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'If there was ever a horse named for Pat Smullen it was Refuse to Bend' - Ruby Walsh pays emotional tribute

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Pat Smullen, left, and Ruby Walsh prior to the Pat Smullen Champions Race For Cancer Trials Ireland during Day Two of the Irish Champions Weekend at The Curragh Racecourse in Kildare. Photo by Seb Daly/Sportsfile

Pat Smullen, left, and Ruby Walsh prior to the Pat Smullen Champions Race For Cancer Trials Ireland during Day Two of the Irish Champions Weekend at The Curragh Racecourse in Kildare. Photo by Seb Daly/Sportsfile

SPORTSFILE

Pat Smullen, left, and Ruby Walsh prior to the Pat Smullen Champions Race For Cancer Trials Ireland during Day Two of the Irish Champions Weekend at The Curragh Racecourse in Kildare. Photo by Seb Daly/Sportsfile

As emotional Ruby Walsh couldn't hold back the tears as he paid a touching tribute to Pat Smullen this morning.

The 12-time Irish Champion Jockey was talking about his friend on RTE's Morning Ireland in the wake of Smullen's untimely death at 43 years of age on Monday night. Smullen had fought a courageous battle with pancreatic cancer over the last two and a half years and has been lauded for the charity work he had undertaken in that time.

"He led by example," Walsh said as he struggled to keep his emotions in check.

"I knew it was coming for the last while but if there was a horse ever named for Pat Smullen to ride it was (his 2,000 Guineas winner) Refuse to Bend because he refused to bend as a jockey and he refused to bend all through his illness.

"From that day (he was diagnosed) forward both himself and (his wife) Frances got stuck in to try and figure out how you're going to deal with it and cope with it. And ultimately aim to make it better but nobody was ever under the illusion other than that it was going to be a very big battle.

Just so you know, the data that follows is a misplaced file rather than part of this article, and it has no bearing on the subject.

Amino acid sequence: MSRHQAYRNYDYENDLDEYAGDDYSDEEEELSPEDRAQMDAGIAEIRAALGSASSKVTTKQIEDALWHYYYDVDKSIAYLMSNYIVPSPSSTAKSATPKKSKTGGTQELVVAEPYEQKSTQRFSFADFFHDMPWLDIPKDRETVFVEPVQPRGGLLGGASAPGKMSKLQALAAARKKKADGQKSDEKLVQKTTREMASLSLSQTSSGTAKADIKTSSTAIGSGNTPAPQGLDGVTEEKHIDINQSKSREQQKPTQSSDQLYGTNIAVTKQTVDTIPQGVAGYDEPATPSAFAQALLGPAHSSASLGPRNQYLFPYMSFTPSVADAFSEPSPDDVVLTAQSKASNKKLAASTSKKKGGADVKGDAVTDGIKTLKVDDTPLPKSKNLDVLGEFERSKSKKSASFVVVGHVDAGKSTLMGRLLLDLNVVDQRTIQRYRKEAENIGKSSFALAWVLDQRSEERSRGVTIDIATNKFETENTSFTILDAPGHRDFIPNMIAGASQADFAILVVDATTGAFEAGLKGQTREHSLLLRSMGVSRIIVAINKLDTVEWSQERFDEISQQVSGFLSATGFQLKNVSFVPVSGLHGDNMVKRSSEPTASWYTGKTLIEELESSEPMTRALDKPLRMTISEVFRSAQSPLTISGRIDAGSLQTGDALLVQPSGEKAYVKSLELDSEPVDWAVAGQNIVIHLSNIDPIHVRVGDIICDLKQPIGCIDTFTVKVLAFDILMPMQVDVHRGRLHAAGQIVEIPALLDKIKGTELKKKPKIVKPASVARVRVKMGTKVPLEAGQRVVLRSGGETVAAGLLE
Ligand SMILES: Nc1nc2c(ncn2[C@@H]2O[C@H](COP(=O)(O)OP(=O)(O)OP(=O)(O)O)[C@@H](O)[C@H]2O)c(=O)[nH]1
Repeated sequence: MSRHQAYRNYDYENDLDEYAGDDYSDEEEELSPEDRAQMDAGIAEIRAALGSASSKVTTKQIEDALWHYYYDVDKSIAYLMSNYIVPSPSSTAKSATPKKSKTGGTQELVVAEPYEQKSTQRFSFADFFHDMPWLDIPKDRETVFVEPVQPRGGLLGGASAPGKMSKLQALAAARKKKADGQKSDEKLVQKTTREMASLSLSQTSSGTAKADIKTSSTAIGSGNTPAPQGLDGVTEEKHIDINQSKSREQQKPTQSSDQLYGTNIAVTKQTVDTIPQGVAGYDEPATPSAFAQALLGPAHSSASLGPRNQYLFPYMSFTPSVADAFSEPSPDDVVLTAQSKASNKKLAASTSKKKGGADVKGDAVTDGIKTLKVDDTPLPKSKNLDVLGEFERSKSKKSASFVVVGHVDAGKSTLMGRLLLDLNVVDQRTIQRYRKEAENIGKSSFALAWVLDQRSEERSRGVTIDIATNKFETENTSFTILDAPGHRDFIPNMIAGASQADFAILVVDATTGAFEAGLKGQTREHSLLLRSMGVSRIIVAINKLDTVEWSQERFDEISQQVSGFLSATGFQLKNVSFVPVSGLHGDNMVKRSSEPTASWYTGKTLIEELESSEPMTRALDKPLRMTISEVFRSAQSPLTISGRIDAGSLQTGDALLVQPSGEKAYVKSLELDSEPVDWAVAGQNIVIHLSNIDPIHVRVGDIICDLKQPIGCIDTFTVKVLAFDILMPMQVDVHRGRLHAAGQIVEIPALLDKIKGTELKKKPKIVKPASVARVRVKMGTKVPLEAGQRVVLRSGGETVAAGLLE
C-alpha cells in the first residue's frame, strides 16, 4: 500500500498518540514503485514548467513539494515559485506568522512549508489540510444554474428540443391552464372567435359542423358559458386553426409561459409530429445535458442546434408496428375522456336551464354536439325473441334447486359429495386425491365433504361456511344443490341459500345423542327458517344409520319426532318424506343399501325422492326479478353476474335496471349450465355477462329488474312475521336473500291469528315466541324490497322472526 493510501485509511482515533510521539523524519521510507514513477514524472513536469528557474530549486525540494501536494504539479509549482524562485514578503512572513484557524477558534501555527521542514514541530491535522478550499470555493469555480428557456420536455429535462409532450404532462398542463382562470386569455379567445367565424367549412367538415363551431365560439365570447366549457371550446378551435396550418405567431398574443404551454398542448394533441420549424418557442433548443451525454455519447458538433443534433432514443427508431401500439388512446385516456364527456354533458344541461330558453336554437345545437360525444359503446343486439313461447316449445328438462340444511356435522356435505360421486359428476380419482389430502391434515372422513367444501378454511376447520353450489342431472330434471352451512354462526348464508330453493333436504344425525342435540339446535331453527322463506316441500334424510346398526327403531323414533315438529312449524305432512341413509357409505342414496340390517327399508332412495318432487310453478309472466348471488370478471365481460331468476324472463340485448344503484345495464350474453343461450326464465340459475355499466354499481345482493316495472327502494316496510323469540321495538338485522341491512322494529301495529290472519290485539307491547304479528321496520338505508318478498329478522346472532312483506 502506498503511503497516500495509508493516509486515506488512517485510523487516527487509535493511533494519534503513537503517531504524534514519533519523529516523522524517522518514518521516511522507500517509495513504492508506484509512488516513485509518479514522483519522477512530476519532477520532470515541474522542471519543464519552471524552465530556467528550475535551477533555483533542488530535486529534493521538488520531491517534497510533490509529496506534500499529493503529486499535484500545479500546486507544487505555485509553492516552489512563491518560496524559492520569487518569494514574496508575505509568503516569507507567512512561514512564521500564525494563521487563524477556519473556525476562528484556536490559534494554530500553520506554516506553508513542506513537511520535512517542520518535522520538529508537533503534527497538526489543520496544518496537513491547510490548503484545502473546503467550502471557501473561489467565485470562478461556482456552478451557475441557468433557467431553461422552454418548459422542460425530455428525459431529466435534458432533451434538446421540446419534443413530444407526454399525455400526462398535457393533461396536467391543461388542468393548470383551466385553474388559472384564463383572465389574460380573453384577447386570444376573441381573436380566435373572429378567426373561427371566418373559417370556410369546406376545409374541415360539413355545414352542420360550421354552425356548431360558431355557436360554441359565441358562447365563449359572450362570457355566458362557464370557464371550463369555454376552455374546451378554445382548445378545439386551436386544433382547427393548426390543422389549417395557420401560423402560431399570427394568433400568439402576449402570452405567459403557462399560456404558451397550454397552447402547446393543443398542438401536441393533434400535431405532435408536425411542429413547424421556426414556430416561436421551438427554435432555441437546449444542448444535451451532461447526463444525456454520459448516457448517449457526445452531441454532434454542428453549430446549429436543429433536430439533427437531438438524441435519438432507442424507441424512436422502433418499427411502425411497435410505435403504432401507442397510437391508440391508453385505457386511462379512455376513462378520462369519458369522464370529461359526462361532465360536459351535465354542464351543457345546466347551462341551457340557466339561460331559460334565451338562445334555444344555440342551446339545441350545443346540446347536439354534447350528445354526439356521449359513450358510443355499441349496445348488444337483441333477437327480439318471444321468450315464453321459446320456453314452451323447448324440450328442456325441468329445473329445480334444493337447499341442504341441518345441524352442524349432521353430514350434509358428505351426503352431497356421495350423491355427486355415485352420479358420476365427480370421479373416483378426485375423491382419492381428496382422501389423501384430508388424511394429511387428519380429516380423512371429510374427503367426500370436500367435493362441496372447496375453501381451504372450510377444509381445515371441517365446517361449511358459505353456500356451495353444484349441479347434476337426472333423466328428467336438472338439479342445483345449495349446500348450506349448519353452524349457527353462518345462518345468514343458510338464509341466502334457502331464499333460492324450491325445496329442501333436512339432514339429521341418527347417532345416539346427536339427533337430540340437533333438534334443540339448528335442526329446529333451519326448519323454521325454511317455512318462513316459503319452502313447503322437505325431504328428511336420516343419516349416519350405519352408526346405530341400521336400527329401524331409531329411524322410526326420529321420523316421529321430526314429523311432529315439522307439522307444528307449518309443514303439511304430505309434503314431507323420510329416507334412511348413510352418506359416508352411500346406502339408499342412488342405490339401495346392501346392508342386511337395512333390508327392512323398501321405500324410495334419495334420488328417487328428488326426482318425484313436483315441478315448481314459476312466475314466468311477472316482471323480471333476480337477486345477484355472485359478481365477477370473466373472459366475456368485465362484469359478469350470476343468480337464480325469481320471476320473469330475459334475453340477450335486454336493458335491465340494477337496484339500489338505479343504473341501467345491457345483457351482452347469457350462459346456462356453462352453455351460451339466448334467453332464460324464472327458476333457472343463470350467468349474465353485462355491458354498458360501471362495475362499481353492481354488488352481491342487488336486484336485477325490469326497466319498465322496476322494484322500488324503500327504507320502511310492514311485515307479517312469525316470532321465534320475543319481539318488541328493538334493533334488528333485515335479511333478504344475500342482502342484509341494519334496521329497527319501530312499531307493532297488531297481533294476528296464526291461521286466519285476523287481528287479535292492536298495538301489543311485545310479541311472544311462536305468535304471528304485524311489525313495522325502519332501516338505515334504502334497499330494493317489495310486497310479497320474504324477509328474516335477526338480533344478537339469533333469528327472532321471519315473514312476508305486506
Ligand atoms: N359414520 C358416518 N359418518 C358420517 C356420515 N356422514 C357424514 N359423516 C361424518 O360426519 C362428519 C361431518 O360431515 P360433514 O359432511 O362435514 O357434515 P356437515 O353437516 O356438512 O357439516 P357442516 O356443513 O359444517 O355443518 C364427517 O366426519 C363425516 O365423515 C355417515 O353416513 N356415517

"Pancreatic cancer is very, very serious and from the word go and Pat took it on head on. He was looking for a way to beat it. But he never wanted to describe it like that, he was dealing with it and he was trying to make the best out of it."

Although they raced in different disciplines, with Smullen Irish Champion Jockey on the Flat nine times and Walsh Champion Jumps Jockey in eight of those years. Walsh described the dedication Smullen brought to his sport and the influence he had in the weight room among his contemporaries.

Smullen bravely brough that same dedication to his charity work, raising €2.5m for pancreatic cancer research before his death.

"You hear people described as the ultimate professional. We often wonder what that means but Pat was incredibly dedicated. He at times wasn't riddled with self belief, he had to do his homework and he was always grateful for what he achieved but there was times he doubted himself too. But he had to overcome that.

"He was just a very good rider. Extremely punctual, hardworking. He was always spotlessly clean. He was a great communicator. He had a lot of everything to make him so good, he didn't just have one thing.

"He was a great judge of pace, he was always pratically in the right place. He was incredibly detailed and deep in everything he did and he put a lot of thought and effort into what made him a jockey."

"He was a big character in the weigh room. He was great for the Jockeys Association and for the Irish Injured Jockeys Fund. He was a good jockey for younger apprentices to talk to.

"All through his career, you never ever saw a headline or story about Pat Smullen for the wrong reasons."

Online Editors